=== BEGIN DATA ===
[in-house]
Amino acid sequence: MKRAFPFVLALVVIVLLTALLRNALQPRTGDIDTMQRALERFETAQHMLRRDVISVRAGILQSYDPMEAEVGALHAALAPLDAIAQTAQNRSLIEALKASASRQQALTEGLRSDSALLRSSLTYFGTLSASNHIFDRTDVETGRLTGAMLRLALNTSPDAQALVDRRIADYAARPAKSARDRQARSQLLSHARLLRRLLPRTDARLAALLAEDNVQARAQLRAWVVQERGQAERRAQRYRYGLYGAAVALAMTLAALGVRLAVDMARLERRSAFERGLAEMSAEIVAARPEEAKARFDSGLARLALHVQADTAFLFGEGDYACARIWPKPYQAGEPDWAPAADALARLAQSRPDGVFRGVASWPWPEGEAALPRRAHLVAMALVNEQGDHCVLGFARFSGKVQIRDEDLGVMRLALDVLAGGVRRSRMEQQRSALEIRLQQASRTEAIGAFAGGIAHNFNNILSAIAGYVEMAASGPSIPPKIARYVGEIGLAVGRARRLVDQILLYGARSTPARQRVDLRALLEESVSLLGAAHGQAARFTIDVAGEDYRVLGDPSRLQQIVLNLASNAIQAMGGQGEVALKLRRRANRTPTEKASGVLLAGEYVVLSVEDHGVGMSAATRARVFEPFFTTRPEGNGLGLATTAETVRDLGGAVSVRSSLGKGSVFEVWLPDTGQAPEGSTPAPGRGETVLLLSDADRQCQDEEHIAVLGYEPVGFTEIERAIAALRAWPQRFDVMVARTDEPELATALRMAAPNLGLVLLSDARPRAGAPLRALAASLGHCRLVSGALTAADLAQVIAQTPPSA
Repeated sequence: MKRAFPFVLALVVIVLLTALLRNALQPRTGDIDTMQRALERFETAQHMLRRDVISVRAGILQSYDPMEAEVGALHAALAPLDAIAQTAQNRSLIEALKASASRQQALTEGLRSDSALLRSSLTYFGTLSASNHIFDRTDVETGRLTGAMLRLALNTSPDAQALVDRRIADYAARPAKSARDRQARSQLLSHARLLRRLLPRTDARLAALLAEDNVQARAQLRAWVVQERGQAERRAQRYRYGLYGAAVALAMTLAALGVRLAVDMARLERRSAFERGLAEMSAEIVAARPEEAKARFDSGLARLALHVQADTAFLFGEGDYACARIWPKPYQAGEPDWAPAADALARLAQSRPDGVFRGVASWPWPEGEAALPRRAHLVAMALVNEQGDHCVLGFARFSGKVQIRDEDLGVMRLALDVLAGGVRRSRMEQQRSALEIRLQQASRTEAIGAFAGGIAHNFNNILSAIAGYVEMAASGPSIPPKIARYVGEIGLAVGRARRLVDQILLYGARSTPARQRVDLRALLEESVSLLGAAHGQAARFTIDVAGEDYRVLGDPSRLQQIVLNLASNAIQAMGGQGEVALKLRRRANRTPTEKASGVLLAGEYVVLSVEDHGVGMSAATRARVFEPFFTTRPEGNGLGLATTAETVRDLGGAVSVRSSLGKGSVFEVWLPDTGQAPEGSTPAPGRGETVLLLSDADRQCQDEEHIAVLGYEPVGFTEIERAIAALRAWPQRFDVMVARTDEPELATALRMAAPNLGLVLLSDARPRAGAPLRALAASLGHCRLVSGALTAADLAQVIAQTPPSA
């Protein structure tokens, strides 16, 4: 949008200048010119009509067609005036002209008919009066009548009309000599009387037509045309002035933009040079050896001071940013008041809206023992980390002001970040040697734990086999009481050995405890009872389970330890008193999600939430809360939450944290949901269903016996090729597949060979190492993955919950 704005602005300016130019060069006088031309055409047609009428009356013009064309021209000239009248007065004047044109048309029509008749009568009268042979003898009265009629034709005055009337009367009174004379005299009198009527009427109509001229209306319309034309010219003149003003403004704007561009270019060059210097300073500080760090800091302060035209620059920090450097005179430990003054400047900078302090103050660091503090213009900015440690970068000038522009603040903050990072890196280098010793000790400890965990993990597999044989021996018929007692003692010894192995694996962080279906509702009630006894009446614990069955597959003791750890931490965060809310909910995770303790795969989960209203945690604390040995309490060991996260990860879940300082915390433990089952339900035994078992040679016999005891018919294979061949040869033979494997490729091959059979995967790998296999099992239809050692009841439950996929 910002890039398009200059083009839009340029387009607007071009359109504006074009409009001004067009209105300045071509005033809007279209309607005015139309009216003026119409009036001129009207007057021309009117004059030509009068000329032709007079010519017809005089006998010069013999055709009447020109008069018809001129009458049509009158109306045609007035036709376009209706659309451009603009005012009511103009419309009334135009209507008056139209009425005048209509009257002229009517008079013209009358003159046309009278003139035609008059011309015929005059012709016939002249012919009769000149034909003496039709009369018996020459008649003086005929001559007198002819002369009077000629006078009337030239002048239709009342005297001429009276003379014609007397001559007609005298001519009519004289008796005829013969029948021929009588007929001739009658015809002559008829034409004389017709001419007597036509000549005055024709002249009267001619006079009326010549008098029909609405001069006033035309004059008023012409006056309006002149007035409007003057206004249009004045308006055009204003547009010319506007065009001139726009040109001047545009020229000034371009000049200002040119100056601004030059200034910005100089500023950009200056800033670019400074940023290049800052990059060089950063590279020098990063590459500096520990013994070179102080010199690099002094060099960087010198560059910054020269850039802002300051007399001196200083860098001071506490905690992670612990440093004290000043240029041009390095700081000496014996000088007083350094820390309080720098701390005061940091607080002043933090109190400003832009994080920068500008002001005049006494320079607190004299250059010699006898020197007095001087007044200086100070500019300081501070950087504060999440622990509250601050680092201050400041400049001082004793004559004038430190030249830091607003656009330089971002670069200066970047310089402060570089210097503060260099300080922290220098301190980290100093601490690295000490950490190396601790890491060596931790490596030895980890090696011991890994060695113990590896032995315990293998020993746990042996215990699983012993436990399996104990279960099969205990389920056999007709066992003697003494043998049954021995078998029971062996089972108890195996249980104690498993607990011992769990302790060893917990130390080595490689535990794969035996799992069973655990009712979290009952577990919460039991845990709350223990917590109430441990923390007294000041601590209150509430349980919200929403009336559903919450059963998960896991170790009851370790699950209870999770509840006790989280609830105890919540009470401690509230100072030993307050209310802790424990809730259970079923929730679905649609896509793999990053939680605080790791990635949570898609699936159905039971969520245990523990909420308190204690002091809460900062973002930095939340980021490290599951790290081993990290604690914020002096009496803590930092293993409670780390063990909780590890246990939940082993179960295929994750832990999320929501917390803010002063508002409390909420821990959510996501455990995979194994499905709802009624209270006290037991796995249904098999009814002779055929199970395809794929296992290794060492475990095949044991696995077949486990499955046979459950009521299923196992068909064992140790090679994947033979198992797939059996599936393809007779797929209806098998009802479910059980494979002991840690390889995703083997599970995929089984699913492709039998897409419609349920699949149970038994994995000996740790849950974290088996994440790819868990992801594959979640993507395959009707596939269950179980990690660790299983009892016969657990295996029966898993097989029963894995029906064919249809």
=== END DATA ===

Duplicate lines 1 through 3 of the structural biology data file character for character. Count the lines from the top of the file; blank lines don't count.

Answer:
[in-house]
Amino acid sequence: MKRAFPFVLALVVIVLLTALLRNALQPRTGDIDTMQRALERFETAQHMLRRDVISVRAGILQSYDPMEAEVGALHAALAPLDAIAQTAQNRSLIEALKASASRQQALTEGLRSDSALLRSSLTYFGTLSASNHIFDRTDVETGRLTGAMLRLALNTSPDAQALVDRRIADYAARPAKSARDRQARSQLLSHARLLRRLLPRTDARLAALLAEDNVQARAQLRAWVVQERGQAERRAQRYRYGLYGAAVALAMTLAALGVRLAVDMARLERRSAFERGLAEMSAEIVAARPEEAKARFDSGLARLALHVQADTAFLFGEGDYACARIWPKPYQAGEPDWAPAADALARLAQSRPDGVFRGVASWPWPEGEAALPRRAHLVAMALVNEQGDHCVLGFARFSGKVQIRDEDLGVMRLALDVLAGGVRRSRMEQQRSALEIRLQQASRTEAIGAFAGGIAHNFNNILSAIAGYVEMAASGPSIPPKIARYVGEIGLAVGRARRLVDQILLYGARSTPARQRVDLRALLEESVSLLGAAHGQAARFTIDVAGEDYRVLGDPSRLQQIVLNLASNAIQAMGGQGEVALKLRRRANRTPTEKASGVLLAGEYVVLSVEDHGVGMSAATRARVFEPFFTTRPEGNGLGLATTAETVRDLGGAVSVRSSLGKGSVFEVWLPDTGQAPEGSTPAPGRGETVLLLSDADRQCQDEEHIAVLGYEPVGFTEIERAIAALRAWPQRFDVMVARTDEPELATALRMAAPNLGLVLLSDARPRAGAPLRALAASLGHCRLVSGALTAADLAQVIAQTPPSA
Repeated sequence: MKRAFPFVLALVVIVLLTALLRNALQPRTGDIDTMQRALERFETAQHMLRRDVISVRAGILQSYDPMEAEVGALHAALAPLDAIAQTAQNRSLIEALKASASRQQALTEGLRSDSALLRSSLTYFGTLSASNHIFDRTDVETGRLTGAMLRLALNTSPDAQALVDRRIADYAARPAKSARDRQARSQLLSHARLLRRLLPRTDARLAALLAEDNVQARAQLRAWVVQERGQAERRAQRYRYGLYGAAVALAMTLAALGVRLAVDMARLERRSAFERGLAEMSAEIVAARPEEAKARFDSGLARLALHVQADTAFLFGEGDYACARIWPKPYQAGEPDWAPAADALARLAQSRPDGVFRGVASWPWPEGEAALPRRAHLVAMALVNEQGDHCVLGFARFSGKVQIRDEDLGVMRLALDVLAGGVRRSRMEQQRSALEIRLQQASRTEAIGAFAGGIAHNFNNILSAIAGYVEMAASGPSIPPKIARYVGEIGLAVGRARRLVDQILLYGARSTPARQRVDLRALLEESVSLLGAAHGQAARFTIDVAGEDYRVLGDPSRLQQIVLNLASNAIQAMGGQGEVALKLRRRANRTPTEKASGVLLAGEYVVLSVEDHGVGMSAATRARVFEPFFTTRPEGNGLGLATTAETVRDLGGAVSVRSSLGKGSVFEVWLPDTGQAPEGSTPAPGRGETVLLLSDADRQCQDEEHIAVLGYEPVGFTEIERAIAALRAWPQRFDVMVARTDEPELATALRMAAPNLGLVLLSDARPRAGAPLRALAASLGHCRLVSGALTAADLAQVIAQTPPSA